Hundreds of Universities Encourage Students to Report Peers for Offensive Speech

European Council

A report from the Foundation for Individual Rights in Education (FIRE) has revealed that over 230 American universities are encouraging students to report their peers for offensive speech.

Through bias-report systems, university administrators are encouraging students to report their peers for expressing offensive thoughts. Some are concerned that what constitutes “offensive” is entirely subjective and can be determined arbitrarily by the individual submitting the report.

Adam Steinbaugh of The Washington Examiner found that any speech that subjectively offends an individual can be considered worthy of a bias incident report. Once the report has been filed, it is up to administrators to determine if the student responsible for said speech should be disciplined.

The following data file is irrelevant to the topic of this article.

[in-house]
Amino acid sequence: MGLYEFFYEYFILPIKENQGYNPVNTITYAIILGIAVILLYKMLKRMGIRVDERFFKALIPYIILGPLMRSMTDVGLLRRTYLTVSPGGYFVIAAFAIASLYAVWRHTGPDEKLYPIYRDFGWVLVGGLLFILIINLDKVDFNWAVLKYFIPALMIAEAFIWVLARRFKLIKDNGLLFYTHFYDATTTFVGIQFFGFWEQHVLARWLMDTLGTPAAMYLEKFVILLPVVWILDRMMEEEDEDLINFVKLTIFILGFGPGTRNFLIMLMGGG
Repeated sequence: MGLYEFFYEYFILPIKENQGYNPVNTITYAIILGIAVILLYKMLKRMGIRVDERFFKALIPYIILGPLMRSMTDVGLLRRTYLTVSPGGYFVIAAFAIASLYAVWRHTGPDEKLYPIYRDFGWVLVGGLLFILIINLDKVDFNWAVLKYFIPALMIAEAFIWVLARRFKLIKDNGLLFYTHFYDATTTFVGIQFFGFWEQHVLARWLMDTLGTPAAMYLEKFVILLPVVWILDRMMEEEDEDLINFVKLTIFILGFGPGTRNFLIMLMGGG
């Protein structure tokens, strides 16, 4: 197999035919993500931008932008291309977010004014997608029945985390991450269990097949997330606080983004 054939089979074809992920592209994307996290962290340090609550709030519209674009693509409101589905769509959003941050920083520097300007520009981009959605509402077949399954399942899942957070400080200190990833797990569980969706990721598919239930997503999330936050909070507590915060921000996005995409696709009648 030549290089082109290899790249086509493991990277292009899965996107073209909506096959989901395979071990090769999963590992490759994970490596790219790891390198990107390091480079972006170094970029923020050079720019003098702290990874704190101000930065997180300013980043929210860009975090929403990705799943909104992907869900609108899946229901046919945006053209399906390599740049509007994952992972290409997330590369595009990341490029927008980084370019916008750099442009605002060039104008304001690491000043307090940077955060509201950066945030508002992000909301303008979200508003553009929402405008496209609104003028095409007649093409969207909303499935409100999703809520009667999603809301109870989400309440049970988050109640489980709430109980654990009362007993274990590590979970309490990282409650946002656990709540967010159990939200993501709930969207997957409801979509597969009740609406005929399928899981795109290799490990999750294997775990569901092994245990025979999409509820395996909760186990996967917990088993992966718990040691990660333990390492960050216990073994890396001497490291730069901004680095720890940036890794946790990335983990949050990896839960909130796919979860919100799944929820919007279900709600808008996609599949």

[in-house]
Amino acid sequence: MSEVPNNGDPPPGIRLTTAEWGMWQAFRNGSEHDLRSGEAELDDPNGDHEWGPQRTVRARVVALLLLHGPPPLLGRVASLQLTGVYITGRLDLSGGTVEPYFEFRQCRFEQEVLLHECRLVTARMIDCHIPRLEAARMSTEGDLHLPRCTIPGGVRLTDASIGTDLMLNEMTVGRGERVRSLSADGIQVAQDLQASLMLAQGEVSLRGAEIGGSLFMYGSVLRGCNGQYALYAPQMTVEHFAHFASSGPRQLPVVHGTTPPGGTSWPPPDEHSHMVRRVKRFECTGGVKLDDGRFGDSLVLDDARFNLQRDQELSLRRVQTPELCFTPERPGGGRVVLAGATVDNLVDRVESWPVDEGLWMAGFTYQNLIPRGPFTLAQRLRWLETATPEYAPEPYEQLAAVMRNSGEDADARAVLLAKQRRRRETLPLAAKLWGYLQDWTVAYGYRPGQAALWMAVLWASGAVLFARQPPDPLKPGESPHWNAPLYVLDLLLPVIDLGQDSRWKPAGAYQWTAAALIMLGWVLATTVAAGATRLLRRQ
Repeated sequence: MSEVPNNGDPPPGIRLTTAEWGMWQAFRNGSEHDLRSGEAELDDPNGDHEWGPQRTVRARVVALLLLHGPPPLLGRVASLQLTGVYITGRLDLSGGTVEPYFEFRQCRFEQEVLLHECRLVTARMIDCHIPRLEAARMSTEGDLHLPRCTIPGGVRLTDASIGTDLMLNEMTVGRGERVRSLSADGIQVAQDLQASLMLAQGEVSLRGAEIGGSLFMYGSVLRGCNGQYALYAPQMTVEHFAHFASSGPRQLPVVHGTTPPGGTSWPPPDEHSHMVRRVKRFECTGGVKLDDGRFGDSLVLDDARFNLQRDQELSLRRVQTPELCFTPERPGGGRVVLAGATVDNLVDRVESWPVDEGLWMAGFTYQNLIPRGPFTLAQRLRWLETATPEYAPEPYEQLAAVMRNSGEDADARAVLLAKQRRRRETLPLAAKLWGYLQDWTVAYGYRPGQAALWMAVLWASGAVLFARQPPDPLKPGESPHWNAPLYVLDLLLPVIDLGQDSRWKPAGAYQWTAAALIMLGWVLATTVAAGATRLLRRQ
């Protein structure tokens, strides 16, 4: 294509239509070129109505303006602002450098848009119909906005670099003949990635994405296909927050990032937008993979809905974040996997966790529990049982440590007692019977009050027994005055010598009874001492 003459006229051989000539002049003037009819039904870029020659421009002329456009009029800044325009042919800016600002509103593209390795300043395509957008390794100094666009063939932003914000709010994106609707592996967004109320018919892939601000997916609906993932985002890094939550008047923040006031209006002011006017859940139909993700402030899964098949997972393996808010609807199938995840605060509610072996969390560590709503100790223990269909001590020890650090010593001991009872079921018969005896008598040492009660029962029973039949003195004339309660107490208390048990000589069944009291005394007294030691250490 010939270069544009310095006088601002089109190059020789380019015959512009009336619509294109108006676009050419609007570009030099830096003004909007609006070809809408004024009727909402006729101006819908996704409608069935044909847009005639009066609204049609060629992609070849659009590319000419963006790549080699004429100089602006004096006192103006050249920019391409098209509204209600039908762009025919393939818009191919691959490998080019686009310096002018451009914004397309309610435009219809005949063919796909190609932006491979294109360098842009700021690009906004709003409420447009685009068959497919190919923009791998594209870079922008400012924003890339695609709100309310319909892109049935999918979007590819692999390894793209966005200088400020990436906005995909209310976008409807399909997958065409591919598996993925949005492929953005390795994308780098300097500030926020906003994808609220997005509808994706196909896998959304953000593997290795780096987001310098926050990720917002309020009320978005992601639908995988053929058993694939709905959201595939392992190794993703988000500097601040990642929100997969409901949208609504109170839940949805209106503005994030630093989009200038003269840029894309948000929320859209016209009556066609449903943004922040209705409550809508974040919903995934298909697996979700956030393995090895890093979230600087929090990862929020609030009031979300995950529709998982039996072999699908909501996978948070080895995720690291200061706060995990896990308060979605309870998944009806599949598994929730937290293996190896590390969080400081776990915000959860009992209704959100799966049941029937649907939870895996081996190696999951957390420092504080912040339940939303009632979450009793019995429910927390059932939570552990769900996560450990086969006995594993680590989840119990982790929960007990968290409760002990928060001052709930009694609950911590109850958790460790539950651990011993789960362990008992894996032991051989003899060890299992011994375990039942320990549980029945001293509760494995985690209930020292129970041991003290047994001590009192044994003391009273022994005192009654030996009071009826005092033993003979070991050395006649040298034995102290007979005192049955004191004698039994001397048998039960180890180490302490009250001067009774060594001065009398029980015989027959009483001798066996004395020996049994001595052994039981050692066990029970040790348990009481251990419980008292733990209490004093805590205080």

“What I found is detailed in a new report describing how universities broadly define ‘bias’ to include virtually any speech, protected or not, that subjectively offends anyone. On many campuses, administrators are called upon to referee whether speech is polite,” Steinbaugh concluded.

The report makes clear that threats to open expression on campus come from both the left and left. At Appalachian State University, students filed reports in response to both pro-Trump chalk messages and chalk messages calling Trump a “racist.” According to the FIRE report, the pro-Trump chalk messages were considered to be “hate speech,” and the anti-Trump writings were considered to be “politically biased slander.”


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